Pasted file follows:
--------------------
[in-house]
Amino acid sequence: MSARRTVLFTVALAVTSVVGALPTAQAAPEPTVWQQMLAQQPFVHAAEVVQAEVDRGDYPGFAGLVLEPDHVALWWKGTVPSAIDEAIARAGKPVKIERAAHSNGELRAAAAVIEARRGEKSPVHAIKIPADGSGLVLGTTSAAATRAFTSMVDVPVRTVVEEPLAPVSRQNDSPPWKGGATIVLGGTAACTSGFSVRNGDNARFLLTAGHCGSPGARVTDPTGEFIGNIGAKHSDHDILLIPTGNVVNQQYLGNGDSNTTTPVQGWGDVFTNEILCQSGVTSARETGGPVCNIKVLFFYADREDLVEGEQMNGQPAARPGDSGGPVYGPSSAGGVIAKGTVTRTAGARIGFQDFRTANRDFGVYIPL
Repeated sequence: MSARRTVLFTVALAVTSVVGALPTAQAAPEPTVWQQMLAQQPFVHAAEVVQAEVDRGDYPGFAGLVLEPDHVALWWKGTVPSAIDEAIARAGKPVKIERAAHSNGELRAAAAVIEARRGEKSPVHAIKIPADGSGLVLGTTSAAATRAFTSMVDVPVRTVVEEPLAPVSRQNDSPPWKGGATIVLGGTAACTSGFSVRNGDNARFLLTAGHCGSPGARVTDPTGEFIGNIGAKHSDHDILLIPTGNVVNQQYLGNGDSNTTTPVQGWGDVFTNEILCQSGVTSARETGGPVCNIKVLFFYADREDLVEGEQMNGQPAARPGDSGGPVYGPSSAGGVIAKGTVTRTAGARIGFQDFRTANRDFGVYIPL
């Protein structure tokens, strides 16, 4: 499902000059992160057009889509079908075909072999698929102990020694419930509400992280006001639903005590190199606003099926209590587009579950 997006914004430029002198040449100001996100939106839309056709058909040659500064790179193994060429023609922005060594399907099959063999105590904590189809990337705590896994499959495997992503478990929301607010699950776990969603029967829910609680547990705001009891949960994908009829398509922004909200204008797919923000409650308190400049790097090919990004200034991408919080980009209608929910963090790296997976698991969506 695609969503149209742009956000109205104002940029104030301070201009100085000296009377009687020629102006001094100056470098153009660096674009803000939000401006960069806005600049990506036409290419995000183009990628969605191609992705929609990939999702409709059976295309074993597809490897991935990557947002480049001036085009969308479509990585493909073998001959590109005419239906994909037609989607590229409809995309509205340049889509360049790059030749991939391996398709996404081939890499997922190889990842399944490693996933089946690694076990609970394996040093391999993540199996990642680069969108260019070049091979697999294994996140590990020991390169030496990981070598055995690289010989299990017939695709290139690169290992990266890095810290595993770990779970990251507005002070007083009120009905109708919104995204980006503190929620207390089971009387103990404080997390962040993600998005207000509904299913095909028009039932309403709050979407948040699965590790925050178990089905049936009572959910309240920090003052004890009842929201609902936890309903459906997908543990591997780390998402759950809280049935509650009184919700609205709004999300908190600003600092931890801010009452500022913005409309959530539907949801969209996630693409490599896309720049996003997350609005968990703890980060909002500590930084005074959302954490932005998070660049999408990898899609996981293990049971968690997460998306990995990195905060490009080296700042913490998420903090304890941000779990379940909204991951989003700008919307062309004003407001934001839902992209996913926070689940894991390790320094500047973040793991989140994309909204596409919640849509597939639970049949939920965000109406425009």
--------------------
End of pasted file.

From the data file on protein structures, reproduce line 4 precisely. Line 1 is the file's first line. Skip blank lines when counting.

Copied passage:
């Protein structure tokens, strides 16, 4: 499902000059992160057009889509079908075909072999698929102990020694419930509400992280006001639903005590190199606003099926209590587009579950 997006914004430029002198040449100001996100939106839309056709058909040659500064790179193994060429023609922005060594399907099959063999105590904590189809990337705590896994499959495997992503478990929301607010699950776990969603029967829910609680547990705001009891949960994908009829398509922004909200204008797919923000409650308190400049790097090919990004200034991408919080980009209608929910963090790296997976698991969506 695609969503149209742009956000109205104002940029104030301070201009100085000296009377009687020629102006001094100056470098153009660096674009803000939000401006960069806005600049990506036409290419995000183009990628969605191609992705929609990939999702409709059976295309074993597809490897991935990557947002480049001036085009969308479509990585493909073998001959590109005419239906994909037609989607590229409809995309509205340049889509360049790059030749991939391996398709996404081939890499997922190889990842399944490693996933089946690694076990609970394996040093391999993540199996990642680069969108260019070049091979697999294994996140590990020991390169030496990981070598055995690289010989299990017939695709290139690169290992990266890095810290595993770990779970990251507005002070007083009120009905109708919104995204980006503190929620207390089971009387103990404080997390962040993600998005207000509904299913095909028009039932309403709050979407948040699965590790925050178990089905049936009572959910309240920090003052004890009842929201609902936890309903459906997908543990591997780390998402759950809280049935509650009184919700609205709004999300908190600003600092931890801010009452500022913005409309959530539907949801969209996630693409490599896309720049996003997350609005968990703890980060909002500590930084005074959302954490932005998070660049999408990898899609996981293990049971968690997460998306990995990195905060490009080296700042913490998420903090304890941000779990379940909204991951989003700008919307062309004003407001934001839902992209996913926070689940894991390790320094500047973040793991989140994309909204596409919640849509597939639970049949939920965000109406425009």